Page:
The likelihood is that England will play their usual four bowlers, as has become their convention. That cannot ignore the fact, however, that they see in their tall men options which would otherwise not exist. There is little that is more disconcerting for a top-class batsman than to be confronted by steep bounce from a good length at high pace. It makes going forward a dangerous business and going back a perilous one.

England were dumbfounded yesterday by the lack of pace in the pitch – a travesty of the reputation which the WACA had garnished 10 years ago – and because their opponents came out slugging. There was intermittent carry but there was no bounce.

Short balls, of which there were plenty early on, were treated dismissively. Finn, who never found any rhythm, was pulled for three fours in consecutive balls.

By lunch, the WACA team had reached 102 without loss and the belligerence merely increased afterwards. The early damage was inflicted by the local pair of Luke Towers and Marcus Harrison but the highest and best of the innings was played by a guest batsman, Chris Lynn of Queensland.

Lynn has not played a first-class innings for 19 months but looked as if he had never been away. Few were spared from his positive approach and he was invariably busy and looking to drive when England at last started to pitch the ball up.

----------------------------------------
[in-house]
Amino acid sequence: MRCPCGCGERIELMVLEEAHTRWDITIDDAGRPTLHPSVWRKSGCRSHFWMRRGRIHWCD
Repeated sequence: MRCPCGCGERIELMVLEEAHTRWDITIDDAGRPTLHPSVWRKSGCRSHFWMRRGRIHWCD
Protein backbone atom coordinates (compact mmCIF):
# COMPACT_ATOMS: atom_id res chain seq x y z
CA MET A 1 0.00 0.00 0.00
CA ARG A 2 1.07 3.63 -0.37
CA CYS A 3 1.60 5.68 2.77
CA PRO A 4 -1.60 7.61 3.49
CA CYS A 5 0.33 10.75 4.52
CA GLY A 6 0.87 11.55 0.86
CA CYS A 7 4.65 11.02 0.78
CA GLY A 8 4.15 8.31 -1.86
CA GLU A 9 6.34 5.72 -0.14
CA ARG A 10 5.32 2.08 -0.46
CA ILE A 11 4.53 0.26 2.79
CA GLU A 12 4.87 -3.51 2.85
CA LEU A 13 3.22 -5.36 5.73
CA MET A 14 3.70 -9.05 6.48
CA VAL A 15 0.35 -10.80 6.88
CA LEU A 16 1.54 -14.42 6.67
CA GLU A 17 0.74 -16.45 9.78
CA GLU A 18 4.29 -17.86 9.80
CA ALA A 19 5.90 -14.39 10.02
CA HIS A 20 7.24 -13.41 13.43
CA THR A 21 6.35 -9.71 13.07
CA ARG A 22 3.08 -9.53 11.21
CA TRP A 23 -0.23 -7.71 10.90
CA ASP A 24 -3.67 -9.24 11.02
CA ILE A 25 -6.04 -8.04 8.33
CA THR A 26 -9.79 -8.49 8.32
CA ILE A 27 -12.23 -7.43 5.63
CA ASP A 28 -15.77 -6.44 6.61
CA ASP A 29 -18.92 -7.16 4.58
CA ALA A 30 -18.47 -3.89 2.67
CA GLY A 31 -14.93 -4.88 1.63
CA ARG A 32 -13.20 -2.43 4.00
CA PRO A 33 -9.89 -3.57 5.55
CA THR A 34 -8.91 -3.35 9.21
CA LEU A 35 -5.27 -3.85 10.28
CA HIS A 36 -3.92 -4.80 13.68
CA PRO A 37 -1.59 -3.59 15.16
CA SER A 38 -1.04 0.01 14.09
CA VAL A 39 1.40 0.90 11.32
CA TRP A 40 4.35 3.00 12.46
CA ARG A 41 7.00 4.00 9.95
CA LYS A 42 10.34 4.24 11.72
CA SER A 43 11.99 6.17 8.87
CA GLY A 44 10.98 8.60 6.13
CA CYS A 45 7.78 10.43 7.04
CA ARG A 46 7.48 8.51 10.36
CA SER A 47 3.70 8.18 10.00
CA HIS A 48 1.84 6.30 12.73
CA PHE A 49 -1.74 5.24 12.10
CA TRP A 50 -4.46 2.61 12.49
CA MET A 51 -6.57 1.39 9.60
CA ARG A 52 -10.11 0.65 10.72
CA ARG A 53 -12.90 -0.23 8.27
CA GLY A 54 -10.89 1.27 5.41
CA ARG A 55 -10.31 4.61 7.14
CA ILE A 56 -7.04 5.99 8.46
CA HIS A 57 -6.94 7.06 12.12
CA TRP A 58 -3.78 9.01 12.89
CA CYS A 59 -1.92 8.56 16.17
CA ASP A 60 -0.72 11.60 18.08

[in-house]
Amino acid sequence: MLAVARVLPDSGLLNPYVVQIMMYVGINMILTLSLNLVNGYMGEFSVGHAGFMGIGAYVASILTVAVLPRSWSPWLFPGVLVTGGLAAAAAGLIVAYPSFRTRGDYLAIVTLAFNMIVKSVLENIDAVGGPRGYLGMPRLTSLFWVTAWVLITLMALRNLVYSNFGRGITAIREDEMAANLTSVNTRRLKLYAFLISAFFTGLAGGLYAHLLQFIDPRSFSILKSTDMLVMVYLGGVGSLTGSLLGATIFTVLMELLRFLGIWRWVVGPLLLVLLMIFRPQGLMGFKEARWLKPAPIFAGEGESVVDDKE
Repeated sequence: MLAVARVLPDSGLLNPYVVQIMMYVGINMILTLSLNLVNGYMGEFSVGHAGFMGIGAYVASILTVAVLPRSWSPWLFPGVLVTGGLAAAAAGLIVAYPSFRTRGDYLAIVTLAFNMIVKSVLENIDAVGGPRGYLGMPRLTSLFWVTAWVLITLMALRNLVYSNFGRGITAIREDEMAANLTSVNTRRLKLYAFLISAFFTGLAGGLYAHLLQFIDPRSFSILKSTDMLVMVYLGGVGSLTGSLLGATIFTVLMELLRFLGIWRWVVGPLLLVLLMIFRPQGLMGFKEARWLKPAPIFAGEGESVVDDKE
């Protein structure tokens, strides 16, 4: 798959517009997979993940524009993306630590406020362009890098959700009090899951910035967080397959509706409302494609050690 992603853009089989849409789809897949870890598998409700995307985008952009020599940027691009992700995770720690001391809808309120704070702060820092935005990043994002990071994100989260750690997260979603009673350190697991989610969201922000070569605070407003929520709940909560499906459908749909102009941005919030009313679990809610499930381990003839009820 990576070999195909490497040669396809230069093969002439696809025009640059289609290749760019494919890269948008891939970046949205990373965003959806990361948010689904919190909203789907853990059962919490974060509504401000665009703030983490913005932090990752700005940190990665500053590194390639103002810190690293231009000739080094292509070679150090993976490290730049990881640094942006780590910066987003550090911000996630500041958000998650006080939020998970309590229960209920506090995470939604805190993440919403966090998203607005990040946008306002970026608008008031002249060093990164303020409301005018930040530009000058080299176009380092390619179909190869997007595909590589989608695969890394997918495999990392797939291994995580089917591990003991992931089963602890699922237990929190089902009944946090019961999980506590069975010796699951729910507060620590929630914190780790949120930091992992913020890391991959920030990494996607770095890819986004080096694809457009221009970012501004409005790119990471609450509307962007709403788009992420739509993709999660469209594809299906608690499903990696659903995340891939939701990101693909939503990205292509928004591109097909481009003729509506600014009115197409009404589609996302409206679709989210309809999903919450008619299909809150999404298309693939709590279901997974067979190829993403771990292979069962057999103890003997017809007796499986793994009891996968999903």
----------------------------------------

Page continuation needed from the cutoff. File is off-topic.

Rankin responded well after a worryingly apprehensive initial spell and managed the solitary wicket for the giants when Lynn cut a short ball to point. But Tremlett was down on pace and down on luck.

Three years ago, Tremlett performed an instrumental role in ensuring that the Ashes were retained Down Under and took the wicket which clinched the series. It would be delightful if he could recapture that glory but yesterday he looked a long way short of doing so.

England dropped two catches, one at slip, another at mid-on, and did not make the most of another. The Ashes were not won or lost in one day, far from it. But the days ahead grew in significance.

Only way is Essex for Monty as spinner signs two-year deal

England spinner Monty Panesar has signed a two-year contract at Essex after the county made him feel "loved" in a loan spell following a summer of controversy both on and off the field.

Panesar, 31, who is in Australia with the Ashes squad, agreed the deal after making a loan move to the county midway through last season.

He left former Sussex in August after he was fined for drunkenly urinating on a bouncer after being asked to leave a nightclub in Brighton.

Essex subsequently offered Panesar a loan deal, which helped him secure a place on England's Ashes tour, and the veteran of 48 Tests said that he was ready to repay the county for their faith following a "challenging time" in his life.

"I loved playing for Essex last season. In the short time I was there, I was made to feel very welcome, both in the team and around the club," Panesar said.

"I will always remember how the supporters and members gave me a heart-warming round of applause when I first came on to bowl at Colchester last August.

"It helped me to feel respected and loved as a cricketer after experiencing a challenging time in my life. I am determined to play my part in inspiring the team to be successful in all competitions."